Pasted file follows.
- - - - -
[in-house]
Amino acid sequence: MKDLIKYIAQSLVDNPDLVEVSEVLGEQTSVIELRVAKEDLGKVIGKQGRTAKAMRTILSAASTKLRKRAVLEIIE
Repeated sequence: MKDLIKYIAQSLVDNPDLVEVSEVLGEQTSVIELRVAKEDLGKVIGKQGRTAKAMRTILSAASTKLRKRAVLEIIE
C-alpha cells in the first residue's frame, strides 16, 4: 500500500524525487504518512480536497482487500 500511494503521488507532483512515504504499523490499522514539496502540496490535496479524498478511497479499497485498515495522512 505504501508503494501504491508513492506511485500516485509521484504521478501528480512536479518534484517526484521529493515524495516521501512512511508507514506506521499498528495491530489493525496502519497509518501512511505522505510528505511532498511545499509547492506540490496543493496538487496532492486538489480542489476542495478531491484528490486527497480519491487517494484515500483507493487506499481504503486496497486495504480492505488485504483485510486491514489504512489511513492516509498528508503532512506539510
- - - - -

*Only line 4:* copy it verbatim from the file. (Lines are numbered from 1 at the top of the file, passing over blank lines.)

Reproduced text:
C-alpha cells in the first residue's frame, strides 16, 4: 500500500524525487504518512480536497482487500 500511494503521488507532483512515504504499523490499522514539496502540496490535496479524498478511497479499497485498515495522512 505504501508503494501504491508513492506511485500516485509521484504521478501528480512536479518534484517526484521529493515524495516521501512512511508507514506506521499498528495491530489493525496502519497509518501512511505522505510528505511532498511545499509547492506540490496543493496538487496532492486538489480542489476542495478531491484528490486527497480519491487517494484515500483507493487506499481504503486496497486495504480492505488485504483485510486491514489504512489511513492516509498528508503532512506539510